Ultra Music Festival

Ultra Music Festival Wins Lawsuit Against Alex Omes; Estate Appeals Decision

Update: An autopsy by the Miami-Dade County Medical Examiner reveals a possible cause of Alex Omes' death. Although his death was listed as undetermined, a toxicology report found amphetamines, ketamine, cocaine, and GHB in Omes' blood.

Before he suddenly and mysteriously died last year, Miami nightlife fixture and Ultra Music Festival cofounder Alex Omes was fighting to regain control of the popular electronic music event he helped create. After being pushed out of his role as president of the festival, Omes sued the fest for $33 million, the amount he said his shares of Ultra were worth.

One year later, a court has decided the case. Circuit Court Judge Jennifer D. Bailey has ruled in favor of Ultra, concluding that because there never was an employment contract between Omes and the festival, Omes' estate does not have rights to the event.

Bailey also ruled that Ultra is worth far less than Omes claimed in his lawsuit and that his family is entitled to $720,000 at most.

"Ultra Enterprises Inc. is extremely pleased with the outcome of [the] trial held in November," an Ultra spokesperson tells New Times, "and hopes that the parties may now resolve what is left of the matter amicably and without further expenditure of the resources of the court or the parties."

Omes' estate plans to appeal the verdict but declined to otherwise comment on the ruling. 

Omes, who was born in Argentina but grew up in Miami, cofounded Ultra in 1999 as a small South Beach EDM festival with his business partner, Russell Faibisch. The festival exploded during the next decade, growing into a three-day party that draws more than 100,000 ravers. Spinoffs launched in Brazil, Croatia, Chile, South Korea, and elsewhere. 

Omes sued Faibisch in 2012. At the center of his lawsuit: his claim that when Ultra was formally incorporated, he was a 54 percent shareholder and the festival's designated president. He said Faibisch and others improperly forced him out of control. 

Ultra countersued, though, claiming Omes was "engaging in self-dealing and acts of bad faith which were harmful to Ultra Enterprises."

The day before the case was set to go to trial — January 12, 2015 — Omes unexpectedly passed away. The cause of death is still not clear. Police found cocaine in his condo, but an official autopsy report is not complete, the Miami Medical Examiner's Office tells New Times.

After Omes' death, his brother Carlos vowed to continue the legal fight. But this past January 13, Judge Bailey ruled against the cofounder's claims, writing that without a binding contract, Omes' estate had no legal rights to the festival's management. 

And what of the $33 million Omes wanted for his shares? Bailey found that estimate to be overblown. The judge said the valuation by Omes' accountant, Edward Deppman, was made with "a variety of invalid assumptions not supported by evidence."

Bailey instead set the full value of Ultra at only $2.4 million, saying, "Ultra is like other startups in the 21st Century. They may be very famous, such as Amazon, but it takes a long time to make money because they require significant reinvestment to grow the brand." Therefore, Bailey ruled that Omes' 30 percent interest in Ultra is worth $720,000.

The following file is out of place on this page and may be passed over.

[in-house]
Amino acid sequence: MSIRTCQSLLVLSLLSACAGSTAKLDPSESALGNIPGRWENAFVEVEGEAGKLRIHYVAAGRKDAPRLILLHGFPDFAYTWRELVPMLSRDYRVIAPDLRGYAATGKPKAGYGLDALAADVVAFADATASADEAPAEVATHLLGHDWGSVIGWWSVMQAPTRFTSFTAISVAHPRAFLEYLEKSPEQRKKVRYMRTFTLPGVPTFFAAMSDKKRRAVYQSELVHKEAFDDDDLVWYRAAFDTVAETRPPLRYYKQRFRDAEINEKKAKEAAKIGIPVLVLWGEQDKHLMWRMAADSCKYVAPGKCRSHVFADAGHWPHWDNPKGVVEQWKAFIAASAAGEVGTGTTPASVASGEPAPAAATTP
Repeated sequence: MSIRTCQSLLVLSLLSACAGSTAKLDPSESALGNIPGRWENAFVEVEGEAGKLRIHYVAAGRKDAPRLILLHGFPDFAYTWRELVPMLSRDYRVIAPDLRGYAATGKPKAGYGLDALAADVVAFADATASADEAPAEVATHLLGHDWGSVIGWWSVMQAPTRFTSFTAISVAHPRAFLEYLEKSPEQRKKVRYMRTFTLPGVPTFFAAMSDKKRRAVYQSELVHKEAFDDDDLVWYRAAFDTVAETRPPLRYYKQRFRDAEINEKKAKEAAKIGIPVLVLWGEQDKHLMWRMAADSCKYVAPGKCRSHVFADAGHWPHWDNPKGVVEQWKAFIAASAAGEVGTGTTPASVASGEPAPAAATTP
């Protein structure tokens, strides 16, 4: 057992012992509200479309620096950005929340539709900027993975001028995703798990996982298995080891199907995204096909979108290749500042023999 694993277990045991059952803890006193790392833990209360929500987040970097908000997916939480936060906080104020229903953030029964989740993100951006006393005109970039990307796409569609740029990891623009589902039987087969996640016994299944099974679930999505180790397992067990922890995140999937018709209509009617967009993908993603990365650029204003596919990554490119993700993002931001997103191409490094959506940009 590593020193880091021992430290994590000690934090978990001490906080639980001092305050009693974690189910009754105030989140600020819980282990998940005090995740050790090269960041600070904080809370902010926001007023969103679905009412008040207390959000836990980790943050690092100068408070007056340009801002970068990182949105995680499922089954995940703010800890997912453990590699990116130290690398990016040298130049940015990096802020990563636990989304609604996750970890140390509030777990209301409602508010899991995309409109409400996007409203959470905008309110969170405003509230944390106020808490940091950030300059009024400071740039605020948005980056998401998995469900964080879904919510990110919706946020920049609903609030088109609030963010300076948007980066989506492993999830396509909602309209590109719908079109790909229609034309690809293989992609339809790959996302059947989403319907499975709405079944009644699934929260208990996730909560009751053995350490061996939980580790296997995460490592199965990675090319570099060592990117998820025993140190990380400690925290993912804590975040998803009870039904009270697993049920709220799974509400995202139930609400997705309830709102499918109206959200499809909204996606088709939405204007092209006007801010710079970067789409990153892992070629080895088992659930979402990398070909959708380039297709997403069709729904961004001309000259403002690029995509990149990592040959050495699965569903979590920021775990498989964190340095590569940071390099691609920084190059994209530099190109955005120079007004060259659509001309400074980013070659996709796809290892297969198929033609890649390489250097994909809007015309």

The court's findings did reveal more of the motives behind Omes' being pushed out of Ultra's management.

According to the court, "Omes was a strong personality who caused conflicts with Ultra business relationships." There was also the accusation that Omes was using Ultra to benefit his other businesses outside of the festival. Ultra's shareholders worried that by doing so, Omes was "diminishing the uniqueness of [the festival]" and reducing its value.

Email evidence and testimony showed that Faibisch tried to get Omes to stop and concentrate on the festival and that Omes ignored the requests.

Ultimately, what got between Ultra and Omes was a musical act: Swedish House Mafia.

Ultra booked the DJ supergroup for its 2010 festival. A few months later, Omes helped bring the trio back to Miami for Masquerade Motel in midtown Miami, one of Omes' dance music events that Ultra considered to be direct competition.

According to evidence, Faibisch had warned Omes: "[You're positioning] yourself as an enemy of the festival and your partners; you need to become a contributing partner and work as a team player. Why is it literally every time you get involved in operations... it is all drama, problems, or costs Ultra money?"

Omes' continued refusal to fall in line ultimately led to his ouster. In August 2010, Ultra's board of directors removed Omes as president, and in 2012, the shareholders met to amend Ultra's bylaws to prohibit self-dealing and competition with the festival by its shareholders. Fabisch, his brother Charles, and Adam Russakoff, who represented 70 percent of the festival's stock, agreed on the new rule.

Omes was notified of the shareholders' actions, and they paid him $360,000 for his shares in the festival.

The legal fight over Omes' legacy isn't over, though. On February 11, Omes' estate filed an appeal. Joel S. Magolnick, Omes' attorney, says that "the estate does intend to proceed with the appeal." 
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Jose D. Duran is the associate editor of Miami New Times. He's the strategist behind the publication's eyebrow-raising Facebook and Twitter feeds. He has also been reporting on Miami's cultural scene since 2006. He has a BS in journalism and will live in Miami as long as climate change permits.
Contact: Jose D. Duran

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